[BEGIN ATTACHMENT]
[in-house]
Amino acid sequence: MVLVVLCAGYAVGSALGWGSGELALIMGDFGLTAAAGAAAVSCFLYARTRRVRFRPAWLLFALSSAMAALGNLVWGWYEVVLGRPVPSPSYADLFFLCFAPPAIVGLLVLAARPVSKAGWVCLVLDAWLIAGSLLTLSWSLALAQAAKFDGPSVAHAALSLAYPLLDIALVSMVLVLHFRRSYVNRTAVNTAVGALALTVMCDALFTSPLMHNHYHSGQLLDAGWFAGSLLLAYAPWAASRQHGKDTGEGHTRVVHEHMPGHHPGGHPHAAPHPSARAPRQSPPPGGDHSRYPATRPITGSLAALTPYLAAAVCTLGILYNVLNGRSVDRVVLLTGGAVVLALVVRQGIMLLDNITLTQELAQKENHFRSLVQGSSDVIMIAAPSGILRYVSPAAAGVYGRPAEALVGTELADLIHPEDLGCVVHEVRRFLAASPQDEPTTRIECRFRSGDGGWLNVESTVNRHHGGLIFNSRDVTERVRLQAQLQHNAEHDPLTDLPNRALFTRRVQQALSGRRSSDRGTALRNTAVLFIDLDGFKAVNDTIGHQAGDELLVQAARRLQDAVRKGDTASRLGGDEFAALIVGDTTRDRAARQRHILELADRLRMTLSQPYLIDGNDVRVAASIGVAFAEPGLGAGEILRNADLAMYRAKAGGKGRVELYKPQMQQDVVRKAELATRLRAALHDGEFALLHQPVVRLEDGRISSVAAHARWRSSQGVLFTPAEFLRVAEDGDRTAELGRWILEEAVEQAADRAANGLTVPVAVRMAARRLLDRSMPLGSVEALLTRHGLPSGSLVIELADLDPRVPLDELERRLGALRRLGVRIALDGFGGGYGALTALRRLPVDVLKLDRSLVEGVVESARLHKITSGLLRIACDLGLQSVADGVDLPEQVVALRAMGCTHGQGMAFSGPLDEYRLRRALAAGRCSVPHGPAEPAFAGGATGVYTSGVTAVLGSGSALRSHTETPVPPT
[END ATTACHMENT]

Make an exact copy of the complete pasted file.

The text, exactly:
[in-house]
Amino acid sequence: MVLVVLCAGYAVGSALGWGSGELALIMGDFGLTAAAGAAAVSCFLYARTRRVRFRPAWLLFALSSAMAALGNLVWGWYEVVLGRPVPSPSYADLFFLCFAPPAIVGLLVLAARPVSKAGWVCLVLDAWLIAGSLLTLSWSLALAQAAKFDGPSVAHAALSLAYPLLDIALVSMVLVLHFRRSYVNRTAVNTAVGALALTVMCDALFTSPLMHNHYHSGQLLDAGWFAGSLLLAYAPWAASRQHGKDTGEGHTRVVHEHMPGHHPGGHPHAAPHPSARAPRQSPPPGGDHSRYPATRPITGSLAALTPYLAAAVCTLGILYNVLNGRSVDRVVLLTGGAVVLALVVRQGIMLLDNITLTQELAQKENHFRSLVQGSSDVIMIAAPSGILRYVSPAAAGVYGRPAEALVGTELADLIHPEDLGCVVHEVRRFLAASPQDEPTTRIECRFRSGDGGWLNVESTVNRHHGGLIFNSRDVTERVRLQAQLQHNAEHDPLTDLPNRALFTRRVQQALSGRRSSDRGTALRNTAVLFIDLDGFKAVNDTIGHQAGDELLVQAARRLQDAVRKGDTASRLGGDEFAALIVGDTTRDRAARQRHILELADRLRMTLSQPYLIDGNDVRVAASIGVAFAEPGLGAGEILRNADLAMYRAKAGGKGRVELYKPQMQQDVVRKAELATRLRAALHDGEFALLHQPVVRLEDGRISSVAAHARWRSSQGVLFTPAEFLRVAEDGDRTAELGRWILEEAVEQAADRAANGLTVPVAVRMAARRLLDRSMPLGSVEALLTRHGLPSGSLVIELADLDPRVPLDELERRLGALRRLGVRIALDGFGGGYGALTALRRLPVDVLKLDRSLVEGVVESARLHKITSGLLRIACDLGLQSVADGVDLPEQVVALRAMGCTHGQGMAFSGPLDEYRLRRALAAGRCSVPHGPAEPAFAGGATGVYTSGVTAVLGSGSALRSHTETPVPPT